Voir en


Computer Security: Thank you, folks!


“Computer security” might be perceived as a technological endeavour – technology intended to solve technological problems. Firewall hardware. Anti-malware appliances. Multi-factor tokens. Encryption. Anti-virus software. EDR. BC/DR. SBOM. SOC. You name it. But, actually, computer security is far removed from technology. It is a people’s problem of sociological nature. The solutions are in front of the screen, not in the bits and bytes in the hardware. So: “Thank you, folks!” for reading on and helping us keep the Organization secure.

As we have shown in many past issues of the Bulletin, we live in symbiosis with information technologies. Computer security is as important as protecting your apartment, industrial pipelines or your cooking skills. Computer security is a game of permanent chess. You are the main player on the board of “prevention”, “protection”, “detection” and “response”.

Prevention-wise, computer security requires you to be vigilant and careful when browsing the web and its dark corners, when faced with weird links, when opening (or not!) attachments on unsolicited emails or when logging into a computing service through dodgy sign-on pages. Making sure that you stay alert is one of the main reasons why we run our annual “clicking campaigns”. Getting you to identify malicious emails, attachments and links is the very first line of computer security at CERN. Having you report them to us is the last line of defence – detection – because such emails, attachments and links were able to slip through our detection mechanisms and be delivered to your mailboxes. Hence, while we are inundated by the reports, questions and tickets we receive in this regard, we deeply appreciate them! Since your message – you having identified and reported our (and other) emails as malicious – is our last line of defence. Every report is a human sign of detection. Social detection at its best. “Thank you, folks!” for obeying the mantra “STOP – THINK – DON’T CLICK”! and for reporting to us.

Prevention implies avoiding the introduction of vulnerabilities and bugs. Prevention by secure coding. Following best coding practices, making sure that secrets, passwords and other credentials are not exposed in any source code hosted on public software repositories or exposed directly by distributing the software. Preventing web applications from being exploited by properly filtering and sanitising any third-party input. And preventing the import of potentially malicious software by better controlling the supply chain. “Thank you, folks!” for programming safely and securely!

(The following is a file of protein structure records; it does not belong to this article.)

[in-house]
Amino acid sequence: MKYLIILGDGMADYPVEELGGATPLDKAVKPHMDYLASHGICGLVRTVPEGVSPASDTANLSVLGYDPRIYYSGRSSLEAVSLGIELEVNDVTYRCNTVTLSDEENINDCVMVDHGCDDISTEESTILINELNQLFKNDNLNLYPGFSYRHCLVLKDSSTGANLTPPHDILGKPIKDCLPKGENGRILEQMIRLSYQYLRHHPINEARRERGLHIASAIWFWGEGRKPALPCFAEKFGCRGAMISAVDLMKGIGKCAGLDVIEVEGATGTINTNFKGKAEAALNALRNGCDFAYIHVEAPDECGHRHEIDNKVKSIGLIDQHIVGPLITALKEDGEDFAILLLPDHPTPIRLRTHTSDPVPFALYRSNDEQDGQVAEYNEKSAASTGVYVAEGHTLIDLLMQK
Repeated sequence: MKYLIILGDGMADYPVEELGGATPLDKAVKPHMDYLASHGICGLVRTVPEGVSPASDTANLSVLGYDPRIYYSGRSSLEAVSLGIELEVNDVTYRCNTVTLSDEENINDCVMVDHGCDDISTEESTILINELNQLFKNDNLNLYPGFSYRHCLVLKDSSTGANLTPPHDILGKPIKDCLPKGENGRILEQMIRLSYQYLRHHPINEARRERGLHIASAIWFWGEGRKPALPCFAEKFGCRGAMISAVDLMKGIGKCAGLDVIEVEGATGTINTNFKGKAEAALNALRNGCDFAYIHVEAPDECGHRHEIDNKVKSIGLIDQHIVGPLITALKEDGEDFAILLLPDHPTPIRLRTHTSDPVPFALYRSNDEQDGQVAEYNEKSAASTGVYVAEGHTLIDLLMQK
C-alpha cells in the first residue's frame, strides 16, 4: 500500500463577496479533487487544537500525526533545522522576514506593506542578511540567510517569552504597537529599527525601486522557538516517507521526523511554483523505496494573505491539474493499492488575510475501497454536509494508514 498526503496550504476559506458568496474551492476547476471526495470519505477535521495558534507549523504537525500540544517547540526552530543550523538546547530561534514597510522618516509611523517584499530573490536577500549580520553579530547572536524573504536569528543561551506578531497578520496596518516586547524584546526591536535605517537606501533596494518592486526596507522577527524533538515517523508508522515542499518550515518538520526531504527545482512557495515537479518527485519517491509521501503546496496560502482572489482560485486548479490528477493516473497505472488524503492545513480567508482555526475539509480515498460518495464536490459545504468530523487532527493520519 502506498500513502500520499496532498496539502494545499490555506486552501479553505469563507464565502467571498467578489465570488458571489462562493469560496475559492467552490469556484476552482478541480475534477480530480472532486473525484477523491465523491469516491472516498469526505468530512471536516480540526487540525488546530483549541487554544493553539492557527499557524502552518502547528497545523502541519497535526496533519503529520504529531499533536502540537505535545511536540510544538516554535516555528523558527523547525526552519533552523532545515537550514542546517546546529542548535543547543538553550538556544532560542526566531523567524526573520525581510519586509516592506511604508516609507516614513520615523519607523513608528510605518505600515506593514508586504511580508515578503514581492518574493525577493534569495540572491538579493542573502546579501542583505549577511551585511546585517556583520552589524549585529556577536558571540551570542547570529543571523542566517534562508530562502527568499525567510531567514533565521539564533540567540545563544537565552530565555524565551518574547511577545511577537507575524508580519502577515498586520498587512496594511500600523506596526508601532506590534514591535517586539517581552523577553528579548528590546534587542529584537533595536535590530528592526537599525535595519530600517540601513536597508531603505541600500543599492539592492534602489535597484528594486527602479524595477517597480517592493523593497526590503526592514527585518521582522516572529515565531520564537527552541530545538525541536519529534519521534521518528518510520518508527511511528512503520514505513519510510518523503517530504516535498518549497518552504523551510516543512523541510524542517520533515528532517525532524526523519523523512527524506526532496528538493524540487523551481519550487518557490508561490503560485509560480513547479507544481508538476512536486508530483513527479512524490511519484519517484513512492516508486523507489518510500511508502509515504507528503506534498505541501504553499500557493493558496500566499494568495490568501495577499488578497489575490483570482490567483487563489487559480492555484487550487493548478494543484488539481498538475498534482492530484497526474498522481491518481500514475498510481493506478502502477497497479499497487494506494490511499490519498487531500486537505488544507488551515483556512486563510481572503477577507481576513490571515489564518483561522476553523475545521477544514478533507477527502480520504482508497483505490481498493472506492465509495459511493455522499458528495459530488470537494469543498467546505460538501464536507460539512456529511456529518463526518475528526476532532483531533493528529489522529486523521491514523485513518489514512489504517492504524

Finally, prevention also means keeping our software stack secure, up-to-date, patched and based on the skills and professionalism of the people running the many IT services at CERN – throughout the IT department, in FAP-BC, in EP-SFT and in the Controls group of the Beams department. Use their centrally managed provisioning, and you won’t need to worry about computer security yourself. They’ll do it for you. “Thank you, folks!” Computer security depends heavily on protection. It depends on the IT Network Engineering section, who have deployed a next-generation, highly sophisticated firewall. It depends on the IT Windows and Mac experts, who are readying a new – and free-for-you – anti-virus software solution (stay tuned here!). And it depends on the IT Identity and Access Management section, who are rolling out multi-factor authentication, requiring a hardware token like your smartphone or a USB dongle in addition to your password in order to better protect your account. “Thank you, folks!” for your tireless work for computer security. And a special “Thank you, folks!” to all the many volunteers who have already signed up for our two-factor pilot!

Response is what we want to avoid. Luckily, CERN is prepared with a qualified team of knowledgeable experts, the “Guys and Girls on Duty” (“Gods”) and the “Security Escalators”, who, day in and day out, run the computer security operations centre, react to its alerts, dig into details to understand the cause of a potential breach and try to answer all your questions related to computer security and beyond. “Thank you, folks!”

And, last but not least, these awareness articles in the CERN Bulletin would not be possible without the help of many more people: IT communications, the Translation service, the Bulletin editors. “Thank you, too, folks!”

As you can see, computer security is so much more than just cold IT – hardware and software. It’s in the commitment, vigilance, skills and professionalism of all of us. It’s sociological. Hence, once more, a hearty and sincere “Thank you, folks!” to all of you for helping us keep the Organization secure. This. Is. Really. Appreciated!


Do you want to learn more about computer security incidents and issues at CERN? Follow our Monthly Report. For further information, questions or help, check our website or contact us at Computer.Security@cern.ch.